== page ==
Sometimes It Doesn’t Pay to Eat

In the wake of Mitt Romney‘s problems this week with remarks that he made at a fundraising dinner in May, Bloomberg ran an article about another swell dinner that doomed a Republican presidential candidate in 1884. According to an article by Richard John of the Columbia Journalism School, in October of that year, the GOP standard-bearer former Speaker of the House James G. Blaine of Maine, running neck and neck with Grover Cleveland, came to New York for a series of speeches. On the 29th, he attended a rally hosted by several hundred Protestant clergymen at which a Presbyterian minister denounced the Democrats as the party of “Rum, Romanism and Rebellion.” Unsurprisingly, the slur outraged Irish Catholic voters, who soon turned out in droves for Cleveland. But the real blow came that evening when Blaine, known in the press as The Plumed Knight, attended a sumptuous fundraising dinner at Delmonico’s, a financial district restaurant favored by high rollers. Among the guests, as John points out, were several of the richest, best-known and most politically connected businessmen in the country, including the Navy contractor John Roach and the financier Jay Gould. This enabled illustrator Walt McDougall of New York World to have a field day. His cartoon — titled “Royal Feast of Belshazzar Blaine and the Money Kings” — portrayed Blaine as a supplicant answering to plutocrats who dined on “monopoly soup,” “patronage” and “lobby pudding” while a humble laborer and his family looked on, begging for crumbs.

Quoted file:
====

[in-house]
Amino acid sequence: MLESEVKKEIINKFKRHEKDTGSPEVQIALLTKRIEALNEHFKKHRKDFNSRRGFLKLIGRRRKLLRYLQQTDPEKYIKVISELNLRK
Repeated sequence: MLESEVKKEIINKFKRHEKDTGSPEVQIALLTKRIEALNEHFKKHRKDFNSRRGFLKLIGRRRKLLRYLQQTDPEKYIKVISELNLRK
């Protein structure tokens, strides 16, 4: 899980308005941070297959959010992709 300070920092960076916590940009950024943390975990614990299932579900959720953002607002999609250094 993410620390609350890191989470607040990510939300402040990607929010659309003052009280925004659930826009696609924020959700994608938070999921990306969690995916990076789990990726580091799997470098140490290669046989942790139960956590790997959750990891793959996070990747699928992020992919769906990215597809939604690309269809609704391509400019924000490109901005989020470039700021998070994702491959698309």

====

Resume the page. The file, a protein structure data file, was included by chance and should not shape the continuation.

A few days later, when Cleveland carried New York by 1200 votes, the cartoon was credited with tipping the election.

[Cross-posted at JamieMalanowski.com]

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Jamie Malanowski

Jamie Malanowski is a writer and editor. He has been an editor at Time, Esquire and most recently Playboy, where he was Managing Editor.